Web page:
# Generating counts from closed frequent itemsets

I am reading note where it seems it is said: Given collection of all closed frequent itemsets and their support counts, the support count of any frequent itemset can be obtained.

A frequent itemset is called closed if no larger itemset properly contains it and has the same support count.

Trying to prove this but can not work it out.

Here are some link to definitions regarding association rule mining:

Association rule mining

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A closed itemset X is an itemset that is not included in another itemset having the same support.

All the itemsets Y1, Y2, Y3 .. YN that are included in X and have the same support are said to be in the same equivalence class. They are not closed itemsets because they are included in a larger itemset that has the same support (X).

Now let's sayt that you have the set of all frequent closed itemsets C and that you want to know the support of an itemset F.

What you need to do is very simple. You need to compare F with all the frequent closed itemsets. You have to find the smallest closed itemsets W such that F is included in W. Then the support of F is the support of W.

If you want more details about closed itemsets, i suggest to read the paper by Pasquier:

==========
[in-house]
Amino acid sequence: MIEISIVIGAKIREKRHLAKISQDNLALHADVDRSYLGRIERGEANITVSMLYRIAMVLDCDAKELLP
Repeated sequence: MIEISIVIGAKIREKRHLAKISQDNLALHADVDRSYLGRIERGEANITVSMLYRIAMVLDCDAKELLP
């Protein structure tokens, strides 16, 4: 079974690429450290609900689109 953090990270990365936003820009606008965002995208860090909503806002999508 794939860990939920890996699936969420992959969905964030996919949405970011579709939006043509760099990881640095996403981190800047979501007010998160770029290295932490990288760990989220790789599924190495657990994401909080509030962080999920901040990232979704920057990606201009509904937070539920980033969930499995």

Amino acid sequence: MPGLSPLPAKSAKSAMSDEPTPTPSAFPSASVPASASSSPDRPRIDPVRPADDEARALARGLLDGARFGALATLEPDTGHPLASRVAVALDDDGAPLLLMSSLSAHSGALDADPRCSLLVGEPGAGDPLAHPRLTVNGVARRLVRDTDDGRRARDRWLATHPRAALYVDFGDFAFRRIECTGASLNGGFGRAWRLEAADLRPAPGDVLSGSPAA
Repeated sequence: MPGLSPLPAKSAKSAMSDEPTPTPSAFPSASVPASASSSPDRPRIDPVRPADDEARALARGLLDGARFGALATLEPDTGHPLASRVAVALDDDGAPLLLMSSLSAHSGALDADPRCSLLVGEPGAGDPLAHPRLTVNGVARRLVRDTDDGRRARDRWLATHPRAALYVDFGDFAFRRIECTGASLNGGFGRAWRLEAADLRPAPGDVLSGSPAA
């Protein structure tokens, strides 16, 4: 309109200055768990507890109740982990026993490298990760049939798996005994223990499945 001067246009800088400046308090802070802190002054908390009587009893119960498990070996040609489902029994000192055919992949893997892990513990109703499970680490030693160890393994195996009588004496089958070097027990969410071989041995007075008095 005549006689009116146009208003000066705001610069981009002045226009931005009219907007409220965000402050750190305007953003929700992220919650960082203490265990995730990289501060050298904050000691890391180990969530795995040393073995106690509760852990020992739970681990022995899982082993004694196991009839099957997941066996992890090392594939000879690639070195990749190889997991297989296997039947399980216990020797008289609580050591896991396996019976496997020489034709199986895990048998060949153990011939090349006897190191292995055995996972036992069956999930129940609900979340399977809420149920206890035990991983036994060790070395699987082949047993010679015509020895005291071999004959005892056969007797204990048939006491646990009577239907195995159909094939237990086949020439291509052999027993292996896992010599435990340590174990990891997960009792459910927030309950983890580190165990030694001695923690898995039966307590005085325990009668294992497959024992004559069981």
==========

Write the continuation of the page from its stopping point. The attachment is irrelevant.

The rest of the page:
If you want some algorithms source code for mining closed itemsets, you can check my Java project:

http://www.philippe-fournier-viger.com/spmf/

It offers AprioriClose and DCI_Closed.

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You know that no set can have higher support than its subsets... so the support of any given itemset equals the support of the most frequent superset: sup(x) = max{y.support | y is superset of x and y is in the closed frequent itemsets}

There exists an algorithm to produce support of all itemsets, given closed frequent itemsets and their supports:

``````kmax = size of largest closed itemset
Fmax = closed frequent itemsets of size kmax
for k = kmax downto 1 do
Fk = {f | f immediate subset of f' in Fk+1 or f is closed | |f|=k}
for every f in Fk do
if f is not closed
f.support = max{f'.support | f' in Fk+1 , f' is a superset of f}
endif
endfor
endfor
``````
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